A shout out to my Dad on Father’s Day. He may have been on continual “grumpy” mode when my brother and I were growing up (he had good cause and really, a part of that may have been a sadistic rumor started by mother – “just wait till your father gets home!”) and it may have taken him 30 years to realize he likes shorts and sandals/tennis shoes (see, they ARE pretty cool right Dad!? it wasn’t a conspiracy after all.), and he may have had a “that one’s a jerk” meter that went into overdrive every time I brought a guy home, but he has always been there for me when it counts and I have no doubt he always will be. Oh sure, he’s given us some health scares over the years that we could’ve done without (keep that in mind Dad!) but overall, he’s a pretty damn good guy.
Not everyone is meant to be a Dad, trust me, I know. But would you like to hear how I know my Dad was truly meant to be a Dad, and a good one at that? Of course you do. I’ll pretend I heard a resounding YES! at any rate.
When I couldn’t have been more than 8…my sense of time may very well be off, but I couldn’t have been much older than that. Anyway, one day while my Dad was busily fixing our pool filter (yep, we had an above ground pool that ROCKED! till I saw Jaws, that is), I was riding my bike around the yard and decided for whatever reason to try and squeeze through the little narrow path that ran along one side of the pool. Now this was a trick on a good day because there was the pool on one side and my mother’s humongous (I’m serious, it was like a mutation it was so huge) lilac bush on the other. But with my Dad steadily performing his mechanic work, the path was cut off that much more. Now I have to go back a bit to say that while my Dad always, and I mean always, wore jeans and boots, he often went without his shirt while working outside. Unless there was company. Or the chance of his getting wet (don’t even THINK about splashing my Dad with the hose or from inside the pool which he never entered…trust me on this one). And on this particular day, he was shirtless.
So here I go by on my nifty bike with the huge handlebars and truly solid, over-sized pedals (we’re talking old school here) and I would’ve made it…I swear I would have…but that damn bush got in the way at the last minute and as the branches swatted at me, it tipped me over just ever so slightly so that my left pedal caught my father smack in the middle of his lower back. Hard. His bare, naked back. No shirt for a cushion. No cloth to catch the sharp edge of the heavy metal (and not the good kind) pedal and buffer the blow. Nothing.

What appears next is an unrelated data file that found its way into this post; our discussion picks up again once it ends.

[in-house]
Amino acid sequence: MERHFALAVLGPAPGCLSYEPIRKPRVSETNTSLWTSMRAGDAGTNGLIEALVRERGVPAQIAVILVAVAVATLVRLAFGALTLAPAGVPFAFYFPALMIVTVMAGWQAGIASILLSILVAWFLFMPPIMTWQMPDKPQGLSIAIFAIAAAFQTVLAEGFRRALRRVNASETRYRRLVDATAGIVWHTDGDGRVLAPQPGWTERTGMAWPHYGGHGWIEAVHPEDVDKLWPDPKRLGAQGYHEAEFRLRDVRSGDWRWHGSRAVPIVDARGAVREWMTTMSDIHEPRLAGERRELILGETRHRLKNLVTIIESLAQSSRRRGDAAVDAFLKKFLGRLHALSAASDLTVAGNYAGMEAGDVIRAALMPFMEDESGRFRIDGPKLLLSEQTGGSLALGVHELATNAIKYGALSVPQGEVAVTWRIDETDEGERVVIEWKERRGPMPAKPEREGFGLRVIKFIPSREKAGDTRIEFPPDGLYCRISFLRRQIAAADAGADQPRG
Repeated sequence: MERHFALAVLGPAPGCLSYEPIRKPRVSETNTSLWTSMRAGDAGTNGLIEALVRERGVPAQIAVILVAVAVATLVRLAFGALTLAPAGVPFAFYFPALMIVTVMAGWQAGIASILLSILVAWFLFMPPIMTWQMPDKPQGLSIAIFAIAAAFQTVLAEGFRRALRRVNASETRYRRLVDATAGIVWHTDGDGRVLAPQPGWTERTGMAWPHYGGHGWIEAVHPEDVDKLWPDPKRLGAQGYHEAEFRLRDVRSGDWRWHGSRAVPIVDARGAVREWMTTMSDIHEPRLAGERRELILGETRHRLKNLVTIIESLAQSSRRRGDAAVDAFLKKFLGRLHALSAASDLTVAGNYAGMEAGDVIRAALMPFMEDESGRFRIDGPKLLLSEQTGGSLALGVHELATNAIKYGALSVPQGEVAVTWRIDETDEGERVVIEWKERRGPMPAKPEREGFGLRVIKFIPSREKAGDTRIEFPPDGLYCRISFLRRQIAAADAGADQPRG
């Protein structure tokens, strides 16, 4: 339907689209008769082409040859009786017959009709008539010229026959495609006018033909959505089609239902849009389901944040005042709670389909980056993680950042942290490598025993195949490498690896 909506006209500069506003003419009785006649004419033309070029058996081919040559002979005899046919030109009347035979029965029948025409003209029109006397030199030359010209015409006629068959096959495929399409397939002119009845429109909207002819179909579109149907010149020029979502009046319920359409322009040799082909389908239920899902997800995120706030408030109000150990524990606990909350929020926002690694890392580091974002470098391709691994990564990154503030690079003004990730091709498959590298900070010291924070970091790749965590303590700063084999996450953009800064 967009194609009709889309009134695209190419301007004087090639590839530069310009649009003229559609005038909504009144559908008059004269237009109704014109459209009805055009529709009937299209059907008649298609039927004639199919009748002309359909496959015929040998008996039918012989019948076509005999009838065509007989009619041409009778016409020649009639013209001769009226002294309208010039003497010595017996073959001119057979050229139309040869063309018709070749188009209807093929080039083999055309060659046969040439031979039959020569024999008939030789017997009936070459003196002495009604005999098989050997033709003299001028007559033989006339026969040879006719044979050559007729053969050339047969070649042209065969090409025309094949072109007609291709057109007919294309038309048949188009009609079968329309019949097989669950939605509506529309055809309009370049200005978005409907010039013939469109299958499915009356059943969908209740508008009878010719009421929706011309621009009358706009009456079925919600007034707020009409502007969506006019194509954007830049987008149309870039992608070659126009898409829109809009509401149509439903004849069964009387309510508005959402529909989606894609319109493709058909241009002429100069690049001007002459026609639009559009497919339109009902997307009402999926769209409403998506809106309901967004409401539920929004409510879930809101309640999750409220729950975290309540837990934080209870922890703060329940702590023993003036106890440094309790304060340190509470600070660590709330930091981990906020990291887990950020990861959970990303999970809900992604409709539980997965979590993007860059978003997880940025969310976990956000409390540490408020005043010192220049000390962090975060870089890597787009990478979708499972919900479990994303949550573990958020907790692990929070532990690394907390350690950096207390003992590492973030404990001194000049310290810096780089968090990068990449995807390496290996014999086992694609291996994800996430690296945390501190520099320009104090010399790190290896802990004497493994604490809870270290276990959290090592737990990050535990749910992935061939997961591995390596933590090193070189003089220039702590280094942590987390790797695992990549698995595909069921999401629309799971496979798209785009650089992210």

Now what I remember VERY clearly from this event is immediately seeing the open dent I made in my Dad’s back and realizing I better get the heck away from there before he’s able to get up. But I didn’t quite make it – he was able to raise himself up before I could flee the yard or get into the house. And to my surprise, while it obviously hurt like hell, not a word came out of his mouth and rather than come after his wayward attacker, he staggered around with his hand clapped to his back and probably muttering under his breath – as you do when a bratty kid who didn’t feel like going the other way round rams full bore into your back with a bike pedal.
What he didn’t do was yell, have a meltdown or even punish me. Oh he was angry, no doubt about that. I mean, he’s human after all. But at a time when he could have easily taken the anger and physical pain he was suffering out on the small child who had just engaged in a very stupid, stupid maneuver and injured him – and indeed, many people would have taken that route – he instead simply “walked it off.”
It’s amazing what the mind dredges up when you start thinking of your childhood and your parents. Well. This is what mine conjured up this evening as I was thinking of what to write for this entry. All I can say is, to endure the pain, to endure the worry, the absolute mind-boggling stress that your kids can throw at you on a daily basis with not just the ability but also the mindset to just “walk it off” rather than cause your offspring emotional pain…well, that’s being a stand up parent. A devoted Dad. And I’m proud to say he’s mine.
Happy Father’s Day, Dad. I love you.
even though no-one would’ve blamed you